Exclusive, Racist, Judgmental, and Dull: Cities are the New Suburbs

When did America’s cities become like 1950s suburbs?

Mark Judge | March 15, 2016

When did America’s cities become like 1950s suburbs?
Exclusive, Racist, Judgmental, and Dull: Cities are the New Suburbs

The taxes are too high. The people indulge in groupthink. There seems to be a system in place to prevent free thought, free action, and free movement. Everyone is more preoccupied with fitness than having a good time. Racism is a problem.

When did America’s cities become like 1950s suburbs?

I recently moved out of Washington, D.C., to a suburb in Virginia. The move is supposed to be temporary; my lease is up, and the new apartment I want to move into isn’t open for a couple of months. I’m staying in the renovated basement of a friend’s house in the interim.

I wasn’t ready for the culture shock. Decamping from D.C. to Virginia was like escaping from Cuba and arriving in Miami. Washington, like other American cities, has become oppressively orthodox and so strangled with bureaucracy, leftist monoculture, and bad municipal policy that it can barely function. When you live there you can become so numb to the problems—the potholed roads and parking tickets, the moldy decrepit apartments (starting at $2000 for a one bedroom), the insufferable hipster pseudo-radicalism, the broken Metro—that it’s easy to forget what real freedom and genuine diversity look like.

A 2012 article in The Atlantic observed that the divide in America is no longer between North and South, but between urban and country:

Today, that divide has vanished. The new political divide is a stark division between cities and what remains of the countryside. Not just some cities and some rural areas, either—virtually every major city (100,000-plus population) in the United States of America has a different outlook from the less populous areas that are closest to it. The difference is no longer about where people live, it’s about how people live: in spread-out, open, low-density privacy—or amid rough-and-tumble, in-your-face population density and diverse communities that enforce a lower-common denominator of tolerance among inhabitants.

“A lower-common denominator of tolerance” once meant that American cities were truly diverse and fun places. In 1960s New York City conservative William F. Buckley could be friends with liberal Norman Mailer. In his book Season of the Witch, David Talbot recalls a 1950s San Francisco that had both beatniks and Catholic working class Irish. Even as late as the 1980s, one could find a mix of punk rockers, black radicals, and Reagan Republicans in D.C.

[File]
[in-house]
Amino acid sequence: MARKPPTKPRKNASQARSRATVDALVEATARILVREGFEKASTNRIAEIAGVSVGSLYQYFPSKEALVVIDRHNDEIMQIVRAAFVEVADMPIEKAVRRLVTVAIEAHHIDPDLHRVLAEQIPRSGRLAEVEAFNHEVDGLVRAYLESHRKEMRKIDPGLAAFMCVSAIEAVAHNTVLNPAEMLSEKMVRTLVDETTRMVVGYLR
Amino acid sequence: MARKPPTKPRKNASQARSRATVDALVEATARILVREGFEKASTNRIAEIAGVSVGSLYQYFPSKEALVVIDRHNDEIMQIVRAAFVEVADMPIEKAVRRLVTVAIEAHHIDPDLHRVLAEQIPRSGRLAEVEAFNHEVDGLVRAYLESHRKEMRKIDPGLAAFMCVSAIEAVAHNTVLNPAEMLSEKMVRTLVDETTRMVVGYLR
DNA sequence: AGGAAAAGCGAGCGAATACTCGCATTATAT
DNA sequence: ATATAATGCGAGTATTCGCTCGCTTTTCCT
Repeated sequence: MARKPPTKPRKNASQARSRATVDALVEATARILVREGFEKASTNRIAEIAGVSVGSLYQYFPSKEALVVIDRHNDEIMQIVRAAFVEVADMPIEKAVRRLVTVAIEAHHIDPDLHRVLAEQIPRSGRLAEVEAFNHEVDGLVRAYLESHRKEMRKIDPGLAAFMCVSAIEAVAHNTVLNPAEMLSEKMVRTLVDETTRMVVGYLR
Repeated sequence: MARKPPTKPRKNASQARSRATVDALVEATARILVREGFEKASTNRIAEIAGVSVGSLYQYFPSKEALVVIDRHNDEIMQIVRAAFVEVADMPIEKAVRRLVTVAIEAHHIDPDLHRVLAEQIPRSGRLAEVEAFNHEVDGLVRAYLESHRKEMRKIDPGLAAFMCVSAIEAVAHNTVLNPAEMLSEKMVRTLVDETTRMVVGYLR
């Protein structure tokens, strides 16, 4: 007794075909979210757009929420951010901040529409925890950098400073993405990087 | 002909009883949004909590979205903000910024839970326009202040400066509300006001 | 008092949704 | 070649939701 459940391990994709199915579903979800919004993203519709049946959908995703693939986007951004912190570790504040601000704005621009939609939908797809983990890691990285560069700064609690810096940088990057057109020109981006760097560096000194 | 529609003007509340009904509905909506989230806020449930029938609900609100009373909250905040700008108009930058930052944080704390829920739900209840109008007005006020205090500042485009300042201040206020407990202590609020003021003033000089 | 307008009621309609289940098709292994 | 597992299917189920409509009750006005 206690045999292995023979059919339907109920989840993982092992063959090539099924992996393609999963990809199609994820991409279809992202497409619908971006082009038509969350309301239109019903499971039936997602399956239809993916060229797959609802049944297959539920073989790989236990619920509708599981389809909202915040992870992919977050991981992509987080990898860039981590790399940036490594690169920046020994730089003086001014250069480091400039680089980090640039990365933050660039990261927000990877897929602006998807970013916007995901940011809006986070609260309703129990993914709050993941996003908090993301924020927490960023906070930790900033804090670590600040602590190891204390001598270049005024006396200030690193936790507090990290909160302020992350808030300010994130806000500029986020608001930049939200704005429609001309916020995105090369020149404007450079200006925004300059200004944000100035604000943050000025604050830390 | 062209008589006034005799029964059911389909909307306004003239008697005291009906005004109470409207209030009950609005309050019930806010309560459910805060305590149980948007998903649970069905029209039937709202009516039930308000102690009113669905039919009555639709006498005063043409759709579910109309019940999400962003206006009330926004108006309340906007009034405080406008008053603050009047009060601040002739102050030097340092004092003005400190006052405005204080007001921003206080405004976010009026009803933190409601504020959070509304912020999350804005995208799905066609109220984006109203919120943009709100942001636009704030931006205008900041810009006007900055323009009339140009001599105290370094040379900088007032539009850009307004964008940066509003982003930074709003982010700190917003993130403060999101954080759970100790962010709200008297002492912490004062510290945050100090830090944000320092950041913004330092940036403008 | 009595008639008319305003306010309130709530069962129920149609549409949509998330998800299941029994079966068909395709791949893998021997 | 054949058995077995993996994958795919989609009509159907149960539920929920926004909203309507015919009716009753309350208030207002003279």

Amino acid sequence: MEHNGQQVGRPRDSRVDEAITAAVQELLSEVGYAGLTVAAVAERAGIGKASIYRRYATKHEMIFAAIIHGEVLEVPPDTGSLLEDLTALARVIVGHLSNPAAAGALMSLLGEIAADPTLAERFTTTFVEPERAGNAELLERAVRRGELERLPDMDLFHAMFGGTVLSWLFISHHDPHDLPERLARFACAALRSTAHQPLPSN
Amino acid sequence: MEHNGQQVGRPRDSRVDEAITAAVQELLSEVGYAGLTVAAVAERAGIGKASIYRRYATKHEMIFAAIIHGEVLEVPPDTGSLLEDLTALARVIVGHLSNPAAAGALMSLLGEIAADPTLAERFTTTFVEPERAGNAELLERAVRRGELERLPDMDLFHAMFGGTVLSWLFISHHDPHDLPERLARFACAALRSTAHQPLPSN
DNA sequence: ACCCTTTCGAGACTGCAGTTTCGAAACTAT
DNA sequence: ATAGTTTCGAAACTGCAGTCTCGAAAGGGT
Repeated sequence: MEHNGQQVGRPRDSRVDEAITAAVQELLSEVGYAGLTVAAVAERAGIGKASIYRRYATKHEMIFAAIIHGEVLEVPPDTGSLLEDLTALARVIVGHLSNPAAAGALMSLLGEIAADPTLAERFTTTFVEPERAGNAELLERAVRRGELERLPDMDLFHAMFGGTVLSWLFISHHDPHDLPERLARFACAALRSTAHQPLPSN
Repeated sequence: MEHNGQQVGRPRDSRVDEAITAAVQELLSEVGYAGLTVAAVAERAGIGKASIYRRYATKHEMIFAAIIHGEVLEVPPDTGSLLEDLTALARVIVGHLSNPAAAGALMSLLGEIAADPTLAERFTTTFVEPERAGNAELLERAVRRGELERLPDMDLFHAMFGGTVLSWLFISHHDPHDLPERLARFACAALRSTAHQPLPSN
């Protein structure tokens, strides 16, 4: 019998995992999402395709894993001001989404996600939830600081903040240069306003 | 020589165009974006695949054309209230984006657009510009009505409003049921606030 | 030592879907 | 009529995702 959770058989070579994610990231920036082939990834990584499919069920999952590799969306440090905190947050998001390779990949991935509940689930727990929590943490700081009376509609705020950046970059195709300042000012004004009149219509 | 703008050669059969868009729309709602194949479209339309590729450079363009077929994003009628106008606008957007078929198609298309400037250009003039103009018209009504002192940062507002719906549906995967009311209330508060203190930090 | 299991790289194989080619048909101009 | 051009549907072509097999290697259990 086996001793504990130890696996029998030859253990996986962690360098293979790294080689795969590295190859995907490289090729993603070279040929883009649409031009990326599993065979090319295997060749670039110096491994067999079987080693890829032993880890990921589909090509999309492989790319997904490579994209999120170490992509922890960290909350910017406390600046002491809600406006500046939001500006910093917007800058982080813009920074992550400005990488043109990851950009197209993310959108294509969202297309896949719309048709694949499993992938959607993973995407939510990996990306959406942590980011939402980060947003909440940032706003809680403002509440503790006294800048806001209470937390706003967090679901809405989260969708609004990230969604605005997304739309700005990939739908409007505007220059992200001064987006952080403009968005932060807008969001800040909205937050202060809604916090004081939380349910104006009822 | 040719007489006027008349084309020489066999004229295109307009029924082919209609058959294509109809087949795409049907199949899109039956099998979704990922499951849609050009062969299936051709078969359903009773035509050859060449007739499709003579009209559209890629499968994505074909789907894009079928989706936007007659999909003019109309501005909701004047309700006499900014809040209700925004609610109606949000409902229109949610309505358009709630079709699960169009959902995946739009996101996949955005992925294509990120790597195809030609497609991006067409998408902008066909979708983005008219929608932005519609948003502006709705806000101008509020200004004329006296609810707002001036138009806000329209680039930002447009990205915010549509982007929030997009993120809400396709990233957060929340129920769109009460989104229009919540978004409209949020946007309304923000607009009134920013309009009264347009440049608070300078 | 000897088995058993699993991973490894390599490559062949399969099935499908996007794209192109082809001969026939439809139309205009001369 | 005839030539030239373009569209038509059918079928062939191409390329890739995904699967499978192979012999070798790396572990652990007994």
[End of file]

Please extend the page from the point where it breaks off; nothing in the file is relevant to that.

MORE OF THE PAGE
No more. A recent MIT study found that while modern cities that lean conservative express a kind of moderate conservatism, modern liberal cities are intensely, extremely liberal. In places like Washington, the second most liberal city in the country according to MIT (right behind San Francisco), this means the kind of lockstep conformity one used to get in 1950s Levittown, Pennsylvania. From the safe spaces at Georgetown University to the Black Panther and radical chic ethos of bookstores like Busboys and Poets and Politics & Prose; from the Stasi-style traffic ticket system that funds the city budget to the herd of independent minds who invaded to work for Obama, Washington has become one big collective Borg mind. Everyone is pro-choice. Nobody likes Ted Cruz. People still read, and believe, the Washington Post.

D.C.’s liberalism is not classical liberalism, with its emphasis on individuals over groups, enlightened thinking, and a sense of fun and a bit of innocent sex appeal. Rather, it’s a mixture of modern punitive and puritanical health-nut liberalism. A few years ago I wrote a piece denouncing Washington’s ubiquitous speed-camera scam, and the response from one tired hipster D.C. paper was to primly remind me not to speed. As a kid in the 1970s and a college student in the 1980s, D.C. neighborhoods like Adams Morgan, Shaw, Brookland, and even Georgetown represented freedom, good food and drink, and a funky alternative to the Ward Cleaver Virginia and Maryland suburbs. Now the bars in D.C. have become yoga studios, Georgetown University students are calling for safe spaces, and Michelle Obama, in an echo of Mike Bloomberg’s soda war in New York, is telling everyone what to eat. Maybe we should elect Dolores Umbridge mayor.

There are no speed cameras in Virginia. There are, however, excellent multicultural restaurants, not to mention clean air, genuine diversity, and affordable housing that comes without complaints about your race. In short, it’s what used to flourish in cities before the cities became stifled by heavy-handed liberalism: freedom.

This blog post has been reproduced with the permission of Acculturated. The original blog post can be found here. The views expressed by the author and Acculturated are not necessarily endorsed by this organization and are simply provided as food for thought from Intellectual Takeout.

Image Credit: thisisbossi bit.ly/1iowB8m

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